Sadly, beyond a feeling of sameness, the game also suffers from some technical problems. Loading times are unbelievably long to start up and to switch from mode to mode. Given that the game has tons of modes, that will add some worthless play time to things. Navigating through the menus is speedy, though, and they’re well laid-out with large text to read and images thrown in to keep them interesting. Online lets you play with any bike type you want to in a single race, grand prix or championship setup. Sadly, our time with the online setup wasn’t pleasant. While the experience was lag-free, it was full of random teleportation around the track and bizarre things like bikes being ridden without visible drivers, or visible drivers in-mid air riding invisible bikes. It’s a shame issues like this exist, but at least they lead to an entertaining level of bad instead of just being bad.

Visually, MotoGP 14 delivers some reasonably-good graphics in races that don’t shine while playing. Getting knocked off of a bike reveals a canned and fake-looking spinning animation, but the lean-in animations are subtle. It’s a strange mix of good and bad elements, and it just makes it seem like they cut corners in development whenever possible. The environments look good, but will never amaze you. To the game’s credit, there is absolutely no slowdown despite a ton of racers being on-screen at once, which leads to some dazzling replay angles.  The camera around at will and after a few seconds, all of the on-screen graphics leave the screen leaving only a stunning image. These are about the only times the game seems to live up to its current-gen potential, sadly. While nothing looks horrible, when you see a game like Driveclub on the market, you see what can be done with racing games on the hardware, and this doesn’t max it out. MotoGP 14 disappoints in a lot of ways, but delivers a good experience for the ears. The menu music is slow and beautiful, and while it’s absent in races, sound design is satisfying. Engine roars explode from speakers and bring a sense of fury to the action. When you’re in a crowded field, the engine noises hype you up.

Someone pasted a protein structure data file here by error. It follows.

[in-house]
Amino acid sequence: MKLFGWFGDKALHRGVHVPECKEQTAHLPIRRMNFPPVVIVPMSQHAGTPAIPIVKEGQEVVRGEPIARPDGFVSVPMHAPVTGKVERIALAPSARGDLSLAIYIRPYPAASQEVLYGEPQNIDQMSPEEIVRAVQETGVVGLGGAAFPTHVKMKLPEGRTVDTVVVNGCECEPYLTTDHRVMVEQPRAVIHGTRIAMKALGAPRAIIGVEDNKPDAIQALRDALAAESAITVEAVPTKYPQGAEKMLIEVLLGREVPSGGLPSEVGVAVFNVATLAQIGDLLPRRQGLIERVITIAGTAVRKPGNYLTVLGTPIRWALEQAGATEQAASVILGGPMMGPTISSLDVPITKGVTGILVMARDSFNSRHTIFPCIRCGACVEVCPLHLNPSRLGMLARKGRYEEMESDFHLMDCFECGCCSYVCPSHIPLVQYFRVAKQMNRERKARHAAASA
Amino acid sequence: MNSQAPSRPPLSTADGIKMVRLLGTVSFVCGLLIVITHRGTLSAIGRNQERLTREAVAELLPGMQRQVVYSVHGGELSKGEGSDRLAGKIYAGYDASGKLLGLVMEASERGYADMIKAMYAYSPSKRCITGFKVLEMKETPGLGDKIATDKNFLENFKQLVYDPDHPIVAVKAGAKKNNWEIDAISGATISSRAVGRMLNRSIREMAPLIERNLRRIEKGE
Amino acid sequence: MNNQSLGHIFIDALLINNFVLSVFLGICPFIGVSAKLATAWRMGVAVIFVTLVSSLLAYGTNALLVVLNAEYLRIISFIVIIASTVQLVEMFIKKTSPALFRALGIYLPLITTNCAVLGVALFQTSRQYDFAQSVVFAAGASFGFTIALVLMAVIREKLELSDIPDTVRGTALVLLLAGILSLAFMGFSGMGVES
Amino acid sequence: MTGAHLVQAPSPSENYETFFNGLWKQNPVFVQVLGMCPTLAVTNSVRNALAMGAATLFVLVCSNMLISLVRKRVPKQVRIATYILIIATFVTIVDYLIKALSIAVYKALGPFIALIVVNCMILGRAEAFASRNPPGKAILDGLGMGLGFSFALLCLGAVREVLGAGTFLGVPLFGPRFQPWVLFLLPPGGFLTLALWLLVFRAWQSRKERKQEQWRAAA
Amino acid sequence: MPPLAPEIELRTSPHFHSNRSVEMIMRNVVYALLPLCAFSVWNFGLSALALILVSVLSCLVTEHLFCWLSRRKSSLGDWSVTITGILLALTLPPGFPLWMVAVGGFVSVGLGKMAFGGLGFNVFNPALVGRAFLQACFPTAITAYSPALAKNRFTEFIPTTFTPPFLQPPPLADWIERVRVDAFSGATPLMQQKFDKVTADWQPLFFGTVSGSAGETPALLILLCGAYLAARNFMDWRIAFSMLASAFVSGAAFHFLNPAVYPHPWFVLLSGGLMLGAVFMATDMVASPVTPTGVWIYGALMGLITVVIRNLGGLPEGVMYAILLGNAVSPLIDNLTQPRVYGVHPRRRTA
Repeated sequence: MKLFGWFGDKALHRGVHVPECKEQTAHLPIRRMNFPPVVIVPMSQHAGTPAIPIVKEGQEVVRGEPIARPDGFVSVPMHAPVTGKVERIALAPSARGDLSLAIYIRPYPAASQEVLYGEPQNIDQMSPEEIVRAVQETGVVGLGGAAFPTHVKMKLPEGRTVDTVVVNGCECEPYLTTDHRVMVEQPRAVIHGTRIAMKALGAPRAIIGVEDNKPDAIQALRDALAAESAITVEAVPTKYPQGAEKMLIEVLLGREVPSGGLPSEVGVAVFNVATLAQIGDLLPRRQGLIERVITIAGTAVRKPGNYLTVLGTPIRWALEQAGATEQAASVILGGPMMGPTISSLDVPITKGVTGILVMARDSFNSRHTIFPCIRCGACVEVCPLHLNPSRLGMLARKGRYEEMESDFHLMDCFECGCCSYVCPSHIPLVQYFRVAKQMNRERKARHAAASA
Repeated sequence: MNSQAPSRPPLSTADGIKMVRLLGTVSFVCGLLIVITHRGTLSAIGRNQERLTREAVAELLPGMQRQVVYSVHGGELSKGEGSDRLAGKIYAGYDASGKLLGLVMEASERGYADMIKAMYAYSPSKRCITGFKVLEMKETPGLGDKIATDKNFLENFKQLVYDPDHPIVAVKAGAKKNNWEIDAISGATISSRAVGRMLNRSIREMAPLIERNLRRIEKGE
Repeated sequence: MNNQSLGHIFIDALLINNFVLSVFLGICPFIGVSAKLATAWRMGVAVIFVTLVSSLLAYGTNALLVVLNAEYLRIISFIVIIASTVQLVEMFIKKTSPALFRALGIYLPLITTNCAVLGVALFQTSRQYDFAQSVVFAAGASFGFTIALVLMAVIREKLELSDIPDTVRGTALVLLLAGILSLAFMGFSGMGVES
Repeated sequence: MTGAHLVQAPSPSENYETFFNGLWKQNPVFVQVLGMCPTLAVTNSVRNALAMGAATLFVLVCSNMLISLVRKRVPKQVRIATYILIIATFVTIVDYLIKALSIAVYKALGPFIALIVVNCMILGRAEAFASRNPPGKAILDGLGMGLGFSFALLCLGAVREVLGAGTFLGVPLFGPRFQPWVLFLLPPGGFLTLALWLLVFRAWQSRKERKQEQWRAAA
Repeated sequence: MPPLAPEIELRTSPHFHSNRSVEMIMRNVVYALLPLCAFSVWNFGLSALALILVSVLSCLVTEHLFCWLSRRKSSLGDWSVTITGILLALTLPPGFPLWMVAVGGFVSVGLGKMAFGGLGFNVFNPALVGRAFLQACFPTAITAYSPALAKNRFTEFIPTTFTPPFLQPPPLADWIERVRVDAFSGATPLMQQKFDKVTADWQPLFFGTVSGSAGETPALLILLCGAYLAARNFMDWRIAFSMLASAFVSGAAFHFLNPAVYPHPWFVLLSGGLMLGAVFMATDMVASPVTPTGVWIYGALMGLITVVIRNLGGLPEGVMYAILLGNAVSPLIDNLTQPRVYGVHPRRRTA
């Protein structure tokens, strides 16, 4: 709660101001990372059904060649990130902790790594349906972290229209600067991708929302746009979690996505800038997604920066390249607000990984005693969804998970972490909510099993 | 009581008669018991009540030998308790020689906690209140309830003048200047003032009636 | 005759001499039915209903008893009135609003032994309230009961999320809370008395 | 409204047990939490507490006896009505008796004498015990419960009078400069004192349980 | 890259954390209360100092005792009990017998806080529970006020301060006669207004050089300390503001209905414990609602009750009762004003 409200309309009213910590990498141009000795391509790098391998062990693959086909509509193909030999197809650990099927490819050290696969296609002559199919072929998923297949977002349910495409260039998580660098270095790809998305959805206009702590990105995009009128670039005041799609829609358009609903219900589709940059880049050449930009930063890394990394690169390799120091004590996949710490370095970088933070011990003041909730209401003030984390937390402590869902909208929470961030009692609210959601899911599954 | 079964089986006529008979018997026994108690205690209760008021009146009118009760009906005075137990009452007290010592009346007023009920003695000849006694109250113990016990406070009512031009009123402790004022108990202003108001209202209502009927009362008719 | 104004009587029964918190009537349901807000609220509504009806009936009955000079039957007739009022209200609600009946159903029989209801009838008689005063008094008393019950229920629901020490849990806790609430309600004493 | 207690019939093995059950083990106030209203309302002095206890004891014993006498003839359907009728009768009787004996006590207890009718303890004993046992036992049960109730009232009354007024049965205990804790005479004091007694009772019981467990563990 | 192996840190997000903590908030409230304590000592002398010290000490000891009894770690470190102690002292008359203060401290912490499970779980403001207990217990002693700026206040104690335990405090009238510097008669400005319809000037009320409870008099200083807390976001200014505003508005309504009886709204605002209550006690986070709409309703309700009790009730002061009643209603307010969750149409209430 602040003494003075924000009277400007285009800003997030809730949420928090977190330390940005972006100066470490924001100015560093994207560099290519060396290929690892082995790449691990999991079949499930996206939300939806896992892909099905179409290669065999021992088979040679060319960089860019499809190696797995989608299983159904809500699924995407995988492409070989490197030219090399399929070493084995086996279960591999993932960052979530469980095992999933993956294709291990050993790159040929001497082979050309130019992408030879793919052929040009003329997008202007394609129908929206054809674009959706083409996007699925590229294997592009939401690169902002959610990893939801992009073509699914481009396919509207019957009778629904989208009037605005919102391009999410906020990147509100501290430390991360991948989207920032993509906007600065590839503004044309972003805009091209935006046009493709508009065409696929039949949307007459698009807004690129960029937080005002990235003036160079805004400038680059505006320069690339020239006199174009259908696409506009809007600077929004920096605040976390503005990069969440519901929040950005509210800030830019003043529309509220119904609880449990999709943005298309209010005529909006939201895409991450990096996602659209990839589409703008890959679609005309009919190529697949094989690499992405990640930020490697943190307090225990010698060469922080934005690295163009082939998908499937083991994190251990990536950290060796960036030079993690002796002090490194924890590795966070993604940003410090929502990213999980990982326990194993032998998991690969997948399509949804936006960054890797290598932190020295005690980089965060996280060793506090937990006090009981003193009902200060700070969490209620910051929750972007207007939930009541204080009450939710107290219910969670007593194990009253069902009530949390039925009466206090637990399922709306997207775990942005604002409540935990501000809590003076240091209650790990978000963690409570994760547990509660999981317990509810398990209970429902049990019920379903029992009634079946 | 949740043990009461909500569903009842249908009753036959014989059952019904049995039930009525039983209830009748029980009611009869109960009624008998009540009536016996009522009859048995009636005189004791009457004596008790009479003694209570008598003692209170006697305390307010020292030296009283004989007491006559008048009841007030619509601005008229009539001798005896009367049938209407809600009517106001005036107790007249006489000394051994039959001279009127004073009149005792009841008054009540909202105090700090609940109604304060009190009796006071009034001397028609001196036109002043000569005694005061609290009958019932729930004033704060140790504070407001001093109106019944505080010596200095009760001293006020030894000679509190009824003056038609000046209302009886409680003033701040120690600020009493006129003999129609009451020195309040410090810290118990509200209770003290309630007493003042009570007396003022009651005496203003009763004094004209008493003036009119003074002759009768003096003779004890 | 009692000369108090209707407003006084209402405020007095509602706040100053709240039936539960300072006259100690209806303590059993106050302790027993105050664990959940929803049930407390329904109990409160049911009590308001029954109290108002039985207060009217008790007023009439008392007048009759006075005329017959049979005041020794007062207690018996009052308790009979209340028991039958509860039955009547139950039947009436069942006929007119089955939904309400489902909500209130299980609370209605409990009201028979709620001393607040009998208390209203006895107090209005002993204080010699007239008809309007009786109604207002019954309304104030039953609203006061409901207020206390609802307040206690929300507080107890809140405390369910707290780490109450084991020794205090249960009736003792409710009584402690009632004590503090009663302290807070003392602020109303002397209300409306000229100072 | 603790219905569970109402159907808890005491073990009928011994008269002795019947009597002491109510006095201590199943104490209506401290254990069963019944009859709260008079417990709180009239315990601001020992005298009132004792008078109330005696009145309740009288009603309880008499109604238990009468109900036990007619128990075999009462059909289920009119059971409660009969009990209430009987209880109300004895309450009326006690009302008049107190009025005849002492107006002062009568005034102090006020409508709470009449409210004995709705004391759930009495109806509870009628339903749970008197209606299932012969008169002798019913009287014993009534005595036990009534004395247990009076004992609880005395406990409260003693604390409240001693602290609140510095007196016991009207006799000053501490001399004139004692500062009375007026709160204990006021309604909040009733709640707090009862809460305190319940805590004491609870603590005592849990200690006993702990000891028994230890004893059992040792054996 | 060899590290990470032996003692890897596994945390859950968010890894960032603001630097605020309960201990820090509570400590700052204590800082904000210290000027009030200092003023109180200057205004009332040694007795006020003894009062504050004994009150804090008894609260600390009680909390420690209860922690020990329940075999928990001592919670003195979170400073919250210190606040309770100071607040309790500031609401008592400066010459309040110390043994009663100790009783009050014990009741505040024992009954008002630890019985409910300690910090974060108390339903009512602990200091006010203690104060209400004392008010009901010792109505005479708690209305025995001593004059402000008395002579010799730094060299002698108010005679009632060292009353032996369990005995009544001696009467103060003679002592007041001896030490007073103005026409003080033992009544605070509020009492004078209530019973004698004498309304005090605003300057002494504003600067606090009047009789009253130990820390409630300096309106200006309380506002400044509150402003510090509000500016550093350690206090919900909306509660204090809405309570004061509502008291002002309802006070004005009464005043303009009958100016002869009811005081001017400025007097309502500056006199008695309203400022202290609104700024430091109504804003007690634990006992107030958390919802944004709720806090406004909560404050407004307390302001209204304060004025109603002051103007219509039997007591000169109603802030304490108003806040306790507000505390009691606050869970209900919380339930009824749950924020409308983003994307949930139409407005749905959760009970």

Closing Comments:

MotoGP 14 can be safely avoided by all by the most die-hard fans of the series. While it features an impressive variety of modes, they each share a lot of the same properties, so they don’t feel very different. The sim-heavy gameplay isn’t very user-friendly and even having a few different options for racing difficulty, sim level, multiple bike power types and tutorials showing you what to do doesn’t make it “fun.” This issue has crippled past entries and remains one now. Outside of replays, it also doesn’t make much use of current-generation hardware to craft impressive graphics, although the sound design is strong. Online is buggy, but amusingly so. It’s hard to recommend MotoGP 14 to anybody but fans of the series curious to see how it shapes up on newer hardware.